14 14 What we found out - ‘Real’ Colchester  Too much information can produce negative response to places.  Was there anything that surprised you? –‘I think the first thing is the noise. When you come out of the station it was quite noisy and walk up past all the buses and all that way, it was very busy. It looked on the film a quiet town but when you actually come into that area and there are buses coming from everywhere….buses seem to have priority’.  Sensory information can be transitory or temporary.

15 15   Was there anything that surprised you? –‘I had a feeling when we first left the station that this is pretty bleak and all the time we walked upwards especially at QD with all those buses, we didn’t want to come here again, … but, on the other hand, there were loads of seats for people to sit on’. What we found out - ‘Real’ Colchester

16 16 What we found out - ‘Real’ Colchester  Barriers to navigation and walking  Was there anything that surprised you? –‘I noticed particularly the seats, tables, sticking out in the pavement, making it so narrow to get by their swinging sign, so any blind person would be lucky if they hit those studs. They are more likely to walk straight into the tables or that swinging sign’. –‘Its interesting to look up but you can't when you’ve got all this furniture and you have to be watching where you are walking … If you start by looking up at all this beautiful decoration on the town hall or looking ahead towards the water tower you could walk into something, there is too much cluttering the pavements that you can’t walk straight.’

17 17 What we found out - l ocal older people  Street furniture and signs –‘I was watching people and they walk on the kerb side which is so much more dangerous for them …’ (Swansea visitor) – ‘There has been an awful lot of problems with street furniture and they say they are going to alter things. They do – but in a couple of months they are back again’. (Colchester resident)  Common issues –‘There are people who get the [mobility] scooter and they go’. (Colchester resident) –It’s the same in Swansea. It’s worse in the supermarkets than on the streets’. (Swansea visitor)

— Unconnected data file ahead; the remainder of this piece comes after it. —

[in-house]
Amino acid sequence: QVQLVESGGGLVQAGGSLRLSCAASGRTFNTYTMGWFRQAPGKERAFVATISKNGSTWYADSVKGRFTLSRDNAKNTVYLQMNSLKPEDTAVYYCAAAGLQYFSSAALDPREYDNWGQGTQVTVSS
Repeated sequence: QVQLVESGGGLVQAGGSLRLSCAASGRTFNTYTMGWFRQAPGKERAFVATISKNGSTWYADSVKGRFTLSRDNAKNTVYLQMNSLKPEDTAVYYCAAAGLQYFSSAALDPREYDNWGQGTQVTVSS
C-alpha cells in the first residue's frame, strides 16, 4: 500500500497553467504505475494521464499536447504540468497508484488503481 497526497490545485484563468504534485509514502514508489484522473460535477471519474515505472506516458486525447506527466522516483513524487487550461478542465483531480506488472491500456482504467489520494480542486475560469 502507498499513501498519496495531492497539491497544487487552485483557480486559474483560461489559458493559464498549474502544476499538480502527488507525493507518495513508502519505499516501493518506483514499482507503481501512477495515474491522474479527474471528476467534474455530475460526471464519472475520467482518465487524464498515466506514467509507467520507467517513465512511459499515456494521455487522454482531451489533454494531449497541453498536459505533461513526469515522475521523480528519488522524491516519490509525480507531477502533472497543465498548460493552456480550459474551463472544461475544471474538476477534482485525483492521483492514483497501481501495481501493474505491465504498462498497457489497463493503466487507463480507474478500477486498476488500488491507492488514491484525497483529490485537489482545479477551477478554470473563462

18 18 What we found out – Planner Interviews  Older people are generally not ‘hard to reach’  Not ‘change averse’  Ageing is considered in the inclusion agenda  General issues shared by older people  Additional specific needs  ‘Lifetime neighbourhoods’ – ‘age friendly environments  Different stakeholders  Implications for spatial policy – –Well developed public engagement strategies – –Differentiation of ageing as appropriate – –Control of space – –Mixed communities – –Age friendly spaces

19 19 What we concluded  There are barriers to using landmarks to find your way around unfamiliar places.  The use of previous experience from familiar places may not help in unfamiliar ones.  First, second, third … impressions – these can affect people’s opinions about places.   Key debates in planning: – –Viewing older people as a ‘problem’ group – or as an opportunity. – –Government changes to planning system and the localism agenda – will it deliver more for older people?